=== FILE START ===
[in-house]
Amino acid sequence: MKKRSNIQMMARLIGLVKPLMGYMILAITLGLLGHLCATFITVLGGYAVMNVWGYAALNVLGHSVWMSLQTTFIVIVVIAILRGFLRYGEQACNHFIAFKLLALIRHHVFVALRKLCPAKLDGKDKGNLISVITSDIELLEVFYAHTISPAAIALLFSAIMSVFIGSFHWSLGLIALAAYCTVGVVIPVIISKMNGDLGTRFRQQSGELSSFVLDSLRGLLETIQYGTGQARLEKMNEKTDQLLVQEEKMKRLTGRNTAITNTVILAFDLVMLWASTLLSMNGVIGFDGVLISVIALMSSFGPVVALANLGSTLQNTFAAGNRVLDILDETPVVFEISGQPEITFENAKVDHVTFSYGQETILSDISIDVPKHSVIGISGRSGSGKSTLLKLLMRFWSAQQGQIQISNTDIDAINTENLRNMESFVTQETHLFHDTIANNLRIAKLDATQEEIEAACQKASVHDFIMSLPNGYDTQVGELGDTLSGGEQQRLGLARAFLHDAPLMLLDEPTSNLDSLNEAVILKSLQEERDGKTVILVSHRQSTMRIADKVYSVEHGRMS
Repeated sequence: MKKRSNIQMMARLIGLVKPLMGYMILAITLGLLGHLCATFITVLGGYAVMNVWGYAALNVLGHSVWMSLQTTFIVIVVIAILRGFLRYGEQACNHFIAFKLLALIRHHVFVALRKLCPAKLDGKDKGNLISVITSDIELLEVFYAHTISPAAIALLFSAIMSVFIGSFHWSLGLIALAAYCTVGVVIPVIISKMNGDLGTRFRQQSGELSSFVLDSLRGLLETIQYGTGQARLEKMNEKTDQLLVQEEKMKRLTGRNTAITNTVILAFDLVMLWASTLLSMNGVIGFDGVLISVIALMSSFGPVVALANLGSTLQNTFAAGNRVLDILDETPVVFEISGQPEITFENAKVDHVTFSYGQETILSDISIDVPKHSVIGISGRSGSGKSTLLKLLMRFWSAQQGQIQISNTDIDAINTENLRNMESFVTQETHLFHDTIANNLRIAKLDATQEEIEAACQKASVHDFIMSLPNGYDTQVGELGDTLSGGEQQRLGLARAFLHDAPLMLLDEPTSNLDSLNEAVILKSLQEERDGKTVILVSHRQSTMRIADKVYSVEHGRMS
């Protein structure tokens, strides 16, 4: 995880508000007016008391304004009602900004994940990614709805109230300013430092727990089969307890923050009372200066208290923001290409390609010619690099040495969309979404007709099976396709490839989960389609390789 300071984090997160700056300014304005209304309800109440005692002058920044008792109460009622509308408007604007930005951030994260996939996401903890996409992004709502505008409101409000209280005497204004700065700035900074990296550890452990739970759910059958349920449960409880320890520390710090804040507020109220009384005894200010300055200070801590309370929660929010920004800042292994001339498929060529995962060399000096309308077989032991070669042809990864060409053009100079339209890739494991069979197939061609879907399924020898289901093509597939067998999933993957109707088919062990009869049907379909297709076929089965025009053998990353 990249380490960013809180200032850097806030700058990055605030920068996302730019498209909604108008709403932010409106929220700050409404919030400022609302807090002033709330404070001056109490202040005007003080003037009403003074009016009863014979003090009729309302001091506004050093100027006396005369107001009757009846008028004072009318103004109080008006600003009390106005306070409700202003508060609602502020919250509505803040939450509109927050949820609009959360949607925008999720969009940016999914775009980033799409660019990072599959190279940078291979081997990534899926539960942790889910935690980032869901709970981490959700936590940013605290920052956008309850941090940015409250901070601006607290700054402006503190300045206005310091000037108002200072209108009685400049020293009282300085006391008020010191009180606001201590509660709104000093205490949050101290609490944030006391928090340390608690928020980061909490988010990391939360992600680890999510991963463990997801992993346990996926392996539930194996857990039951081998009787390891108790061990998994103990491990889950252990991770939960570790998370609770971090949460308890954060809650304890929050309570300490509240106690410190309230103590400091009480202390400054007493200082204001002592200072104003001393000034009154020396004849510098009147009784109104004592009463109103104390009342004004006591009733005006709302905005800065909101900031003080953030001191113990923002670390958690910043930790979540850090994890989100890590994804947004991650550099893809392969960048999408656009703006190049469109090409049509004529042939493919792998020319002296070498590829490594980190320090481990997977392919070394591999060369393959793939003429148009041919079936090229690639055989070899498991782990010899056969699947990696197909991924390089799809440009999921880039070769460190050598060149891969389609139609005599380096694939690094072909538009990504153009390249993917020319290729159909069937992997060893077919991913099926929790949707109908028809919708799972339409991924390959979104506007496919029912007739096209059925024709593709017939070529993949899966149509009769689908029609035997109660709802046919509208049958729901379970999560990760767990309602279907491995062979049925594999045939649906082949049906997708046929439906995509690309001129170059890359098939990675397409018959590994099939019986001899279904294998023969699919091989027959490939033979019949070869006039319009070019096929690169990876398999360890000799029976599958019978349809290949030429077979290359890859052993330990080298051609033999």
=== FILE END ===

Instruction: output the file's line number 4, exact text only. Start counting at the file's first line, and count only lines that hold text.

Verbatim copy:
């Protein structure tokens, strides 16, 4: 995880508000007016008391304004009602900004994940990614709805109230300013430092727990089969307890923050009372200066208290923001290409390609010619690099040495969309979404007709099976396709490839989960389609390789 300071984090997160700056300014304005209304309800109440005692002058920044008792109460009622509308408007604007930005951030994260996939996401903890996409992004709502505008409101409000209280005497204004700065700035900074990296550890452990739970759910059958349920449960409880320890520390710090804040507020109220009384005894200010300055200070801590309370929660929010920004800042292994001339498929060529995962060399000096309308077989032991070669042809990864060409053009100079339209890739494991069979197939061609879907399924020898289901093509597939067998999933993957109707088919062990009869049907379909297709076929089965025009053998990353 990249380490960013809180200032850097806030700058990055605030920068996302730019498209909604108008709403932010409106929220700050409404919030400022609302807090002033709330404070001056109490202040005007003080003037009403003074009016009863014979003090009729309302001091506004050093100027006396005369107001009757009846008028004072009318103004109080008006600003009390106005306070409700202003508060609602502020919250509505803040939450509109927050949820609009959360949607925008999720969009940016999914775009980033799409660019990072599959190279940078291979081997990534899926539960942790889910935690980032869901709970981490959700936590940013605290920052956008309850941090940015409250901070601006607290700054402006503190300045206005310091000037108002200072209108009685400049020293009282300085006391008020010191009180606001201590509660709104000093205490949050101290609490944030006391928090340390608690928020980061909490988010990391939360992600680890999510991963463990997801992993346990996926392996539930194996857990039951081998009787390891108790061990998994103990491990889950252990991770939960570790998370609770971090949460308890954060809650304890929050309570300490509240106690410190309230103590400091009480202390400054007493200082204001002592200072104003001393000034009154020396004849510098009147009784109104004592009463109103104390009342004004006591009733005006709302905005800065909101900031003080953030001191113990923002670390958690910043930790979540850090994890989100890590994804947004991650550099893809392969960048999408656009703006190049469109090409049509004529042939493919792998020319002296070498590829490594980190320090481990997977392919070394591999060369393959793939003429148009041919079936090229690639055989070899498991782990010899056969699947990696197909991924390089799809440009999921880039070769460190050598060149891969389609139609005599380096694939690094072909538009990504153009390249993917020319290729159909069937992997060893077919991913099926929790949707109908028809919708799972339409991924390959979104506007496919029912007739096209059925024709593709017939070529993949899966149509009769689908029609035997109660709802046919509208049958729901379970999560990760767990309602279907491995062979049925594999045939649906082949049906997708046929439906995509690309001129170059890359098939990675397409018959590994099939019986001899279904294998023969699919091989027959490939033979019949070869006039319009070019096929690169990876398999360890000799029976599958019978349809290949030429077979290359890859052993330990080298051609033999």